On this specific knife, the carbon fiber is a dark grey and a lighter grey. The fibers have been woven together to look like the material is actually a marble. This look matches the mother of pearl inlay in the middle of the handle. Mother of pearl is a smooth, shining iridescent substance forming the inner layer of the shell of some mollusks, especially oysters and abalones, used in ornamentation, according to dictionary.com. The mother of pearl does gleam and have a unique pattern to it, which matches the handle and the swirled damasteel of the blade. The look of this knife is unique and classy—definitely a high class knife.
The handle itself has a pretty simple design to it. The spine of the handle is pretty straight, although still comfortable to hold. Towards the end of the spine, it curves to create a rounded butt. There is a slight finger guard to protect your fingers from slipping. There is also an average sized finger groove to comfortably hold onto this knife. The belly of the knife swells and falls to match the ergonomics of a palm. The Foray has been designed as an everyday knife and the handle does not lie—it will be very comfortable to use. And, it will draw some attention when you do use it.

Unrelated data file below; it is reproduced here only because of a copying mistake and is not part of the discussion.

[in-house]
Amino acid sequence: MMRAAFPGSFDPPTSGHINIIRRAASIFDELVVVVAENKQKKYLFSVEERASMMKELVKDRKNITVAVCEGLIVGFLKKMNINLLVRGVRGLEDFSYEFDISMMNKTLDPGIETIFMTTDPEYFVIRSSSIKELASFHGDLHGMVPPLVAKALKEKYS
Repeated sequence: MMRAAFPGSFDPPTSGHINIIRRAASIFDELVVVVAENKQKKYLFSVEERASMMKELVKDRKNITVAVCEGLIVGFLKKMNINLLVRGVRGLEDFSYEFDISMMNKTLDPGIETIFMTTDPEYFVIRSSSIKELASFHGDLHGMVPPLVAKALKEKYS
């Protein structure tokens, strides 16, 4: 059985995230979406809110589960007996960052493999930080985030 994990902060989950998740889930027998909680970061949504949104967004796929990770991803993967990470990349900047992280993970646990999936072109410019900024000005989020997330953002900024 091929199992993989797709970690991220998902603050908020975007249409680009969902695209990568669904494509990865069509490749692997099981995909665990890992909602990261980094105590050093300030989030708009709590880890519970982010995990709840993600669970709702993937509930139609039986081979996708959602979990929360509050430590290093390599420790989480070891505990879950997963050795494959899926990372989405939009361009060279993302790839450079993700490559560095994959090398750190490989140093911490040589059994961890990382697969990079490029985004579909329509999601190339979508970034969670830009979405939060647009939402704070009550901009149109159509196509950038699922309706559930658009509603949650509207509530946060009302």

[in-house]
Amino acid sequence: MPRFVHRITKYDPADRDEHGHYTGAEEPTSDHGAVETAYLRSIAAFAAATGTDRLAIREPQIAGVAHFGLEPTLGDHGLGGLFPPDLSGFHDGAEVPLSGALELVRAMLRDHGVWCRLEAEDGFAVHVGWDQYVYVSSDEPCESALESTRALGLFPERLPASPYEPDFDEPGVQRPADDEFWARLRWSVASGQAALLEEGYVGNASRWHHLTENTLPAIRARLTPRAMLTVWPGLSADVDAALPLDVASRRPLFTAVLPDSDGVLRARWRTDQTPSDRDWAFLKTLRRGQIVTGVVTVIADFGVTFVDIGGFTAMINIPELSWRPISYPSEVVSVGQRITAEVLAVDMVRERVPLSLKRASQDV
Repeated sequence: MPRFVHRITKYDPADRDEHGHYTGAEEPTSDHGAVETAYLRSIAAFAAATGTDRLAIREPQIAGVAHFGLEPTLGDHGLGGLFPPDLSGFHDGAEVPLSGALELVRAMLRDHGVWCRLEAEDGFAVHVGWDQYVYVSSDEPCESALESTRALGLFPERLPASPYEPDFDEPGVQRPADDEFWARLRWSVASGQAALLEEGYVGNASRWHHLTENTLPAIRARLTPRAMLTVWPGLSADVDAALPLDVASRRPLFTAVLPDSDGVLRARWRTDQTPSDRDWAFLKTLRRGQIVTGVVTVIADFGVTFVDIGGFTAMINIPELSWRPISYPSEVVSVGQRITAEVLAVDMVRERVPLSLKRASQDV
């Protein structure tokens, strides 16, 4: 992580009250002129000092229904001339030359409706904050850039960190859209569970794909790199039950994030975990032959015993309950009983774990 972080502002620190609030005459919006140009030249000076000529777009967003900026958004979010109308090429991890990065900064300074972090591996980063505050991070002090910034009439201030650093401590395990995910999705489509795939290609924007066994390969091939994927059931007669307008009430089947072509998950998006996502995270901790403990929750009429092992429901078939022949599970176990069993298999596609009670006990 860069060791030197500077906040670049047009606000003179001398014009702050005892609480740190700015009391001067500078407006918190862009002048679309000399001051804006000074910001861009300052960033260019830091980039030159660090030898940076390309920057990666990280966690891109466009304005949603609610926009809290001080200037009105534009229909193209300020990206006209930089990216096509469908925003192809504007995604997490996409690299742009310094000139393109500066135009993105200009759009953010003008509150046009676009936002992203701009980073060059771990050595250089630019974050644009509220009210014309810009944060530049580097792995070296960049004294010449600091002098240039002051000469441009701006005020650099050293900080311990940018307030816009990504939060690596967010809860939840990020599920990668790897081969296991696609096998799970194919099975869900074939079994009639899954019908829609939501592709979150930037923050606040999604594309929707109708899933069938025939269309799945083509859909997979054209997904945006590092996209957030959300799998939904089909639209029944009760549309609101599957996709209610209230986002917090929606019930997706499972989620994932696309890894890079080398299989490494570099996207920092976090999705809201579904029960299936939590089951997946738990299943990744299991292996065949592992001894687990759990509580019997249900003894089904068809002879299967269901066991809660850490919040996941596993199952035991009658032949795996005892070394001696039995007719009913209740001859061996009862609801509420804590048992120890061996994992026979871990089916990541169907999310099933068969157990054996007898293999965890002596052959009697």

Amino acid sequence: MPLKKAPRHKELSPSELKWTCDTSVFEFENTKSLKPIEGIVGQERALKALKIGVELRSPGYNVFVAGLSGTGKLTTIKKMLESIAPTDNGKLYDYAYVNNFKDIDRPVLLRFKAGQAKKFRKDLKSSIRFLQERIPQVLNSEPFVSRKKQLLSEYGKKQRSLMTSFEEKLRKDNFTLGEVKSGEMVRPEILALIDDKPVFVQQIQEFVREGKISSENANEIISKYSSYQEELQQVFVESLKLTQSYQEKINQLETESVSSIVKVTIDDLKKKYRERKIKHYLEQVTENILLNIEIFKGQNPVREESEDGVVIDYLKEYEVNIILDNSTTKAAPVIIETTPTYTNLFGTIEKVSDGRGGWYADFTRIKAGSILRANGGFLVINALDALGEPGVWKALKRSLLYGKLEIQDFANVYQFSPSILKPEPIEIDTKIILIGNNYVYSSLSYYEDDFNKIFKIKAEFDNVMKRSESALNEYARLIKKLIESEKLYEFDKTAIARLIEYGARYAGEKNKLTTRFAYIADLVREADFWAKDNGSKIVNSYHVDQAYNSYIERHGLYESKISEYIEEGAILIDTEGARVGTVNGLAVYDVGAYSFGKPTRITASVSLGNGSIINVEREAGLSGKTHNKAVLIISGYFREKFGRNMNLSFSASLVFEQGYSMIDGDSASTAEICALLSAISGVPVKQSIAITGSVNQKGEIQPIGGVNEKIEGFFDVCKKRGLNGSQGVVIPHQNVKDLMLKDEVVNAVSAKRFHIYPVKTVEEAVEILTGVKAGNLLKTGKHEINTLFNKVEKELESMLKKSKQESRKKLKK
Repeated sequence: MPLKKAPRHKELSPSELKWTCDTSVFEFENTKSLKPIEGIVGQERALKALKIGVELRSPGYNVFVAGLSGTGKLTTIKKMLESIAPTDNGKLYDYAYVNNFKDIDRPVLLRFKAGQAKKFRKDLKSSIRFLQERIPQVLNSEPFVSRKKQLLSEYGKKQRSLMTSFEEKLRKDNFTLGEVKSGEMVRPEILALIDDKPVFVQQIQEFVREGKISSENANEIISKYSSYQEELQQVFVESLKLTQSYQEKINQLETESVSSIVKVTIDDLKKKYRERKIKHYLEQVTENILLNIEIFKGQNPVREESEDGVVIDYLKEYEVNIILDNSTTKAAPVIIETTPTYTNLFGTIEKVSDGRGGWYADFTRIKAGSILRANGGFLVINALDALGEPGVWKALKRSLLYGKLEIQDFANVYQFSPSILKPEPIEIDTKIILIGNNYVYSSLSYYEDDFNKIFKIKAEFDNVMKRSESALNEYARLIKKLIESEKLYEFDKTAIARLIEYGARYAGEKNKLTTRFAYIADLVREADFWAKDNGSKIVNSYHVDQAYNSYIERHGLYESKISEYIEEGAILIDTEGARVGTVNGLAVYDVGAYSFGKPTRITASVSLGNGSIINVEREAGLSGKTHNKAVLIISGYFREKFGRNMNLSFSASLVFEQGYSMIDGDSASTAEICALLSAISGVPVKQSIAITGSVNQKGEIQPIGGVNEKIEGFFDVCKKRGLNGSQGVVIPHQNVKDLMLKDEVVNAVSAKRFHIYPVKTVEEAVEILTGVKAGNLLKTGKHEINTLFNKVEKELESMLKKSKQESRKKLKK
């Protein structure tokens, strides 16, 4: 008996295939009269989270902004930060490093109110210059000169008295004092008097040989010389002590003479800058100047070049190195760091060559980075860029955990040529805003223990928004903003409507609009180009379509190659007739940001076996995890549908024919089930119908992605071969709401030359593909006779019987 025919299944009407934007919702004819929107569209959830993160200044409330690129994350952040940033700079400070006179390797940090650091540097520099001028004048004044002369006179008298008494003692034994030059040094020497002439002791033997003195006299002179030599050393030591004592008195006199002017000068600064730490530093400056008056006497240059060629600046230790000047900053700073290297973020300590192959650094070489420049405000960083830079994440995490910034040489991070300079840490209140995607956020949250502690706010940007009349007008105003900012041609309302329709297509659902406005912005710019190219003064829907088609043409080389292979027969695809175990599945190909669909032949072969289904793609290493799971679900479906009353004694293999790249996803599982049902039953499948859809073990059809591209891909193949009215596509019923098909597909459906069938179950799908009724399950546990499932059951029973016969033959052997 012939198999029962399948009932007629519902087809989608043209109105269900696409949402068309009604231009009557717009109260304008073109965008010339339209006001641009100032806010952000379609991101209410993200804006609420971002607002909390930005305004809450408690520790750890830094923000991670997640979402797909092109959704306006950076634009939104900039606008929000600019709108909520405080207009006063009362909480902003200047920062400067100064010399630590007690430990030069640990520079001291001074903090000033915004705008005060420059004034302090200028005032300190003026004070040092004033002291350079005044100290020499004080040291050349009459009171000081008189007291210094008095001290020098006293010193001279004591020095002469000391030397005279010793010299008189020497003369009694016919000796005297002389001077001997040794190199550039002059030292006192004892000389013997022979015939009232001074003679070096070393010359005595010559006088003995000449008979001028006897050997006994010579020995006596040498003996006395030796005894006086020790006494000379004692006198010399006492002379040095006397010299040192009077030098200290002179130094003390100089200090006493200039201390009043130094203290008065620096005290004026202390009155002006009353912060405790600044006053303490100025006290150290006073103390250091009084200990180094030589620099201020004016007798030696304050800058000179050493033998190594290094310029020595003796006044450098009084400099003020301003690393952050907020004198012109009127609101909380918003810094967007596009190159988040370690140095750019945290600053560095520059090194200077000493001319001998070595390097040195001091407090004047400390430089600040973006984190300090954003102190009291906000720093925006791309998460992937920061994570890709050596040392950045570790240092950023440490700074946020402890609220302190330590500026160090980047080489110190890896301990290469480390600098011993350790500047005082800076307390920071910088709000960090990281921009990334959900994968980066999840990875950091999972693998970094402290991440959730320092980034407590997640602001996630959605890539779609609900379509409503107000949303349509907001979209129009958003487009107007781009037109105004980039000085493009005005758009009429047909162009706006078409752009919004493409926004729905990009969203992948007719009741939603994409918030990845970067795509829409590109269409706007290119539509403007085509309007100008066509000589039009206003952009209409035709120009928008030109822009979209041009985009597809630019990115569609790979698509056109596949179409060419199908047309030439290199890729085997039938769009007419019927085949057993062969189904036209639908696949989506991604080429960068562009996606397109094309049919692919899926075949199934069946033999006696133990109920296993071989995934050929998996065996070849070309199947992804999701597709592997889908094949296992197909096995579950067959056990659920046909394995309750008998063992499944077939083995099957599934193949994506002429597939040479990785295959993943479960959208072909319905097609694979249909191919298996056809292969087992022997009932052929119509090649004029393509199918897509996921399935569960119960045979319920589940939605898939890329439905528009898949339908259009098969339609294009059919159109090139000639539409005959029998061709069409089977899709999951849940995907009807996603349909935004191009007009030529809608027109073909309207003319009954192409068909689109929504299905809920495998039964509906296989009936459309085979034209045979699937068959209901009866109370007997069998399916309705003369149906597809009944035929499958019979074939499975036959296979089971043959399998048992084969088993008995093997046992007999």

The Pocket Clip:
The pocket clip on this knife is a tip-up pocket clip that is attached on the traditional side of the handle. This does reduce its ability to be a great ambidextrous knife. However, it is a deep carry pocket clip, which allows you to go about your day without worrying about the knife sliding out of your pocket.